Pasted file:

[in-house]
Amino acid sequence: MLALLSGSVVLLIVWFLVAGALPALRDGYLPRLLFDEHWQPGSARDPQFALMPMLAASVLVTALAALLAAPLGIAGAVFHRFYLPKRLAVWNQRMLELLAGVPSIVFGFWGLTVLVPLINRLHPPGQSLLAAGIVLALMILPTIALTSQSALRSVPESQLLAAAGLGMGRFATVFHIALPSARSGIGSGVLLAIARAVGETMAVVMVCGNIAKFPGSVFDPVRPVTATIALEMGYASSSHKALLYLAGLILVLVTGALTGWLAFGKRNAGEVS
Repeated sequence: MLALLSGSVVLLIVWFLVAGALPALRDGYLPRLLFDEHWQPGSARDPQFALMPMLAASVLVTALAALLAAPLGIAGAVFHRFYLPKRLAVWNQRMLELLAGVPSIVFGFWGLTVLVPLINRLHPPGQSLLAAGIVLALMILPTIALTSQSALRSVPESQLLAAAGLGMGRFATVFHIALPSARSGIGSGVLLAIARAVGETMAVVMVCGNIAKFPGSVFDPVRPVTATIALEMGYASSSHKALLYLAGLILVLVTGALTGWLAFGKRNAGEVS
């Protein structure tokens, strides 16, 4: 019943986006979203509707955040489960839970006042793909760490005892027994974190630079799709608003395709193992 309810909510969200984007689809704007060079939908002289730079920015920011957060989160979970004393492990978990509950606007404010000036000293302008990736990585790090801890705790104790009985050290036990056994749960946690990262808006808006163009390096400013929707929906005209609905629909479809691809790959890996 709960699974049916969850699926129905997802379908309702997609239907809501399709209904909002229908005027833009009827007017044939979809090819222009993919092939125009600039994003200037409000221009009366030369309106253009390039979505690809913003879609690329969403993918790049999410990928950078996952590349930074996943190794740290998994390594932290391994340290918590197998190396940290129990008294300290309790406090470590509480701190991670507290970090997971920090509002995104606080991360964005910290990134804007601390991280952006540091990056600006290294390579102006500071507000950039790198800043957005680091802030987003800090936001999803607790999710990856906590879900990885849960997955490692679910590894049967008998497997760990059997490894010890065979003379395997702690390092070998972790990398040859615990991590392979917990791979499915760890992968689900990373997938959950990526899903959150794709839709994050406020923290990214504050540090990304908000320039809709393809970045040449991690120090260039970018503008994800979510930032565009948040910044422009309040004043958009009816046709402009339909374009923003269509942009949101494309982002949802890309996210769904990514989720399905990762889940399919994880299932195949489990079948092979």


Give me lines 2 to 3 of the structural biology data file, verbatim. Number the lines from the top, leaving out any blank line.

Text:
Amino acid sequence: MLALLSGSVVLLIVWFLVAGALPALRDGYLPRLLFDEHWQPGSARDPQFALMPMLAASVLVTALAALLAAPLGIAGAVFHRFYLPKRLAVWNQRMLELLAGVPSIVFGFWGLTVLVPLINRLHPPGQSLLAAGIVLALMILPTIALTSQSALRSVPESQLLAAAGLGMGRFATVFHIALPSARSGIGSGVLLAIARAVGETMAVVMVCGNIAKFPGSVFDPVRPVTATIALEMGYASSSHKALLYLAGLILVLVTGALTGWLAFGKRNAGEVS
Repeated sequence: MLALLSGSVVLLIVWFLVAGALPALRDGYLPRLLFDEHWQPGSARDPQFALMPMLAASVLVTALAALLAAPLGIAGAVFHRFYLPKRLAVWNQRMLELLAGVPSIVFGFWGLTVLVPLINRLHPPGQSLLAAGIVLALMILPTIALTSQSALRSVPESQLLAAAGLGMGRFATVFHIALPSARSGIGSGVLLAIARAVGETMAVVMVCGNIAKFPGSVFDPVRPVTATIALEMGYASSSHKALLYLAGLILVLVTGALTGWLAFGKRNAGEVS